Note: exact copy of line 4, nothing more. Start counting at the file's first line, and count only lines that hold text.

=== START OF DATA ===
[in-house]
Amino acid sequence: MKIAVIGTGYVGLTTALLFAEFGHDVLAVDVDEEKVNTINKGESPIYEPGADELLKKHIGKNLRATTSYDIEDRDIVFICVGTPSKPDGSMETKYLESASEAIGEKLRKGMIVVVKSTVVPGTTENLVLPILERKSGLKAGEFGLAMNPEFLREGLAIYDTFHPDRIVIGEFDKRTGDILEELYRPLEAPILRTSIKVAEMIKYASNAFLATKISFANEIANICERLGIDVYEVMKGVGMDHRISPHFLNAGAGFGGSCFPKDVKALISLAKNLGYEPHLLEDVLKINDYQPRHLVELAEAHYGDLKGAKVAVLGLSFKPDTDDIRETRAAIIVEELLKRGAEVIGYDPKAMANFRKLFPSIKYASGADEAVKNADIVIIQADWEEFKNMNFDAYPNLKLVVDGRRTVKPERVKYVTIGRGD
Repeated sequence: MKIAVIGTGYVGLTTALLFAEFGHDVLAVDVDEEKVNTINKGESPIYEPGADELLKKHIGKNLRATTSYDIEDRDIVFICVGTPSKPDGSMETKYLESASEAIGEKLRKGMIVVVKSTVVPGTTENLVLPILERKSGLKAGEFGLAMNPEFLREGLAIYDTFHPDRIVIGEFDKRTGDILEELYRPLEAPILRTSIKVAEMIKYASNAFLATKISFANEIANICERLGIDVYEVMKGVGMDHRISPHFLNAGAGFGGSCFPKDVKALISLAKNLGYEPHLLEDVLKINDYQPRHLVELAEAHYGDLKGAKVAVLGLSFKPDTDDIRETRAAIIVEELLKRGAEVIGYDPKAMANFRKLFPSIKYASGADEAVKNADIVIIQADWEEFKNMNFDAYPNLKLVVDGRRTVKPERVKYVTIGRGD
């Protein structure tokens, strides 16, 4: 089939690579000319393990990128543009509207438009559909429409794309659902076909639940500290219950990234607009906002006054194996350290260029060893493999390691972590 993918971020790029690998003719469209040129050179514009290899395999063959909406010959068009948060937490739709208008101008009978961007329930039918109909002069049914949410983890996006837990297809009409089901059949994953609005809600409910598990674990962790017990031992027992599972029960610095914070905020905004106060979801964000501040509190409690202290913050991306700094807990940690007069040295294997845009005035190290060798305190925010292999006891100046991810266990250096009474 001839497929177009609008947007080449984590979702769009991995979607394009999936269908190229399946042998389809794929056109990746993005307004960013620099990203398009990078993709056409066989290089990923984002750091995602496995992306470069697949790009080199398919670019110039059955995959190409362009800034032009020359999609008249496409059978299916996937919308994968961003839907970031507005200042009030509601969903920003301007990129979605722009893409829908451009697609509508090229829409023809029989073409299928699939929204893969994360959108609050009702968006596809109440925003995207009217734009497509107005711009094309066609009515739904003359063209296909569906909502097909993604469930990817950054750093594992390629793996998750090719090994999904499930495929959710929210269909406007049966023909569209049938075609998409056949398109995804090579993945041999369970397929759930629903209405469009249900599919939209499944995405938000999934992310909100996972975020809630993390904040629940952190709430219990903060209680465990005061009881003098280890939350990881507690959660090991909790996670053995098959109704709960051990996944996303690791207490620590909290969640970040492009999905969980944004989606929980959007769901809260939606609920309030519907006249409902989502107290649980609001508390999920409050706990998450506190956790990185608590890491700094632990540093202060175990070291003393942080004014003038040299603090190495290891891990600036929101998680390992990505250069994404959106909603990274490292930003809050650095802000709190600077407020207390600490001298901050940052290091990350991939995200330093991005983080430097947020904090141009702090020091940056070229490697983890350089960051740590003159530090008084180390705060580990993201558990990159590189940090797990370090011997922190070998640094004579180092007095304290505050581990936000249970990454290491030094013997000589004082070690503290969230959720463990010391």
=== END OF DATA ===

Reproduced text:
């Protein structure tokens, strides 16, 4: 089939690579000319393990990128543009509207438009559909429409794309659902076909639940500290219950990234607009906002006054194996350290260029060893493999390691972590 993918971020790029690998003719469209040129050179514009290899395999063959909406010959068009948060937490739709208008101008009978961007329930039918109909002069049914949410983890996006837990297809009409089901059949994953609005809600409910598990674990962790017990031992027992599972029960610095914070905020905004106060979801964000501040509190409690202290913050991306700094807990940690007069040295294997845009005035190290060798305190925010292999006891100046991810266990250096009474 001839497929177009609008947007080449984590979702769009991995979607394009999936269908190229399946042998389809794929056109990746993005307004960013620099990203398009990078993709056409066989290089990923984002750091995602496995992306470069697949790009080199398919670019110039059955995959190409362009800034032009020359999609008249496409059978299916996937919308994968961003839907970031507005200042009030509601969903920003301007990129979605722009893409829908451009697609509508090229829409023809029989073409299928699939929204893969994360959108609050009702968006596809109440925003995207009217734009497509107005711009094309066609009515739904003359063209296909569906909502097909993604469930990817950054750093594992390629793996998750090719090994999904499930495929959710929210269909406007049966023909569209049938075609998409056949398109995804090579993945041999369970397929759930629903209405469009249900599919939209499944995405938000999934992310909100996972975020809630993390904040629940952190709430219990903060209680465990005061009881003098280890939350990881507690959660090991909790996670053995098959109704709960051990996944996303690791207490620590909290969640970040492009999905969980944004989606929980959007769901809260939606609920309030519907006249409902989502107290649980609001508390999920409050706990998450506190956790990185608590890491700094632990540093202060175990070291003393942080004014003038040299603090190495290891891990600036929101998680390992990505250069994404959106909603990274490292930003809050650095802000709190600077407020207390600490001298901050940052290091990350991939995200330093991005983080430097947020904090141009702090020091940056070229490697983890350089960051740590003159530090008084180390705060580990993201558990990159590189940090797990370090011997922190070998640094004579180092007095304290505050581990936000249970990454290491030094013997000589004082070690503290969230959720463990010391």